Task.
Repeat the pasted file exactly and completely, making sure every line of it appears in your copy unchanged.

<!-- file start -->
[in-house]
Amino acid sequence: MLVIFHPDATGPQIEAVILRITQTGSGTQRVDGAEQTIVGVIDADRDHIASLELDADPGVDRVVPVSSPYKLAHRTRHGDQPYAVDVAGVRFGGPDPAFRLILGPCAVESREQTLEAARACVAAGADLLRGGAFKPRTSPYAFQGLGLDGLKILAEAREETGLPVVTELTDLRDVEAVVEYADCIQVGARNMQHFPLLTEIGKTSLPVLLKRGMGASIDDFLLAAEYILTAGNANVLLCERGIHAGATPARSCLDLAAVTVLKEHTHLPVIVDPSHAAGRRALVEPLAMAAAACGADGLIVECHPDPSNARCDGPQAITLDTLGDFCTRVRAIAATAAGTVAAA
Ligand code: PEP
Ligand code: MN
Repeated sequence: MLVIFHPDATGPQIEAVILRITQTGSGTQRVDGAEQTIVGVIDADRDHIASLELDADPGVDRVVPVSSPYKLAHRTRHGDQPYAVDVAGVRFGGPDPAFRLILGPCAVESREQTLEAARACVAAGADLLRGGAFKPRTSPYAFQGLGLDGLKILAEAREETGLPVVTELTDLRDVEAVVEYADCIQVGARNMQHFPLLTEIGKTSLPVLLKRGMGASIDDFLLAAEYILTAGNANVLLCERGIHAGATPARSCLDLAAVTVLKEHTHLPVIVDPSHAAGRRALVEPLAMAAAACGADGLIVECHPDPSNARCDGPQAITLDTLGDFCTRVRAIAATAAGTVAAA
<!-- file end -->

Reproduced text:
[in-house]
Amino acid sequence: MLVIFHPDATGPQIEAVILRITQTGSGTQRVDGAEQTIVGVIDADRDHIASLELDADPGVDRVVPVSSPYKLAHRTRHGDQPYAVDVAGVRFGGPDPAFRLILGPCAVESREQTLEAARACVAAGADLLRGGAFKPRTSPYAFQGLGLDGLKILAEAREETGLPVVTELTDLRDVEAVVEYADCIQVGARNMQHFPLLTEIGKTSLPVLLKRGMGASIDDFLLAAEYILTAGNANVLLCERGIHAGATPARSCLDLAAVTVLKEHTHLPVIVDPSHAAGRRALVEPLAMAAAACGADGLIVECHPDPSNARCDGPQAITLDTLGDFCTRVRAIAATAAGTVAAA
Ligand code: PEP
Ligand code: MN
Repeated sequence: MLVIFHPDATGPQIEAVILRITQTGSGTQRVDGAEQTIVGVIDADRDHIASLELDADPGVDRVVPVSSPYKLAHRTRHGDQPYAVDVAGVRFGGPDPAFRLILGPCAVESREQTLEAARACVAAGADLLRGGAFKPRTSPYAFQGLGLDGLKILAEAREETGLPVVTELTDLRDVEAVVEYADCIQVGARNMQHFPLLTEIGKTSLPVLLKRGMGASIDDFLLAAEYILTAGNANVLLCERGIHAGATPARSCLDLAAVTVLKEHTHLPVIVDPSHAAGRRALVEPLAMAAAACGADGLIVECHPDPSNARCDGPQAITLDTLGDFCTRVRAIAATAAGTVAAA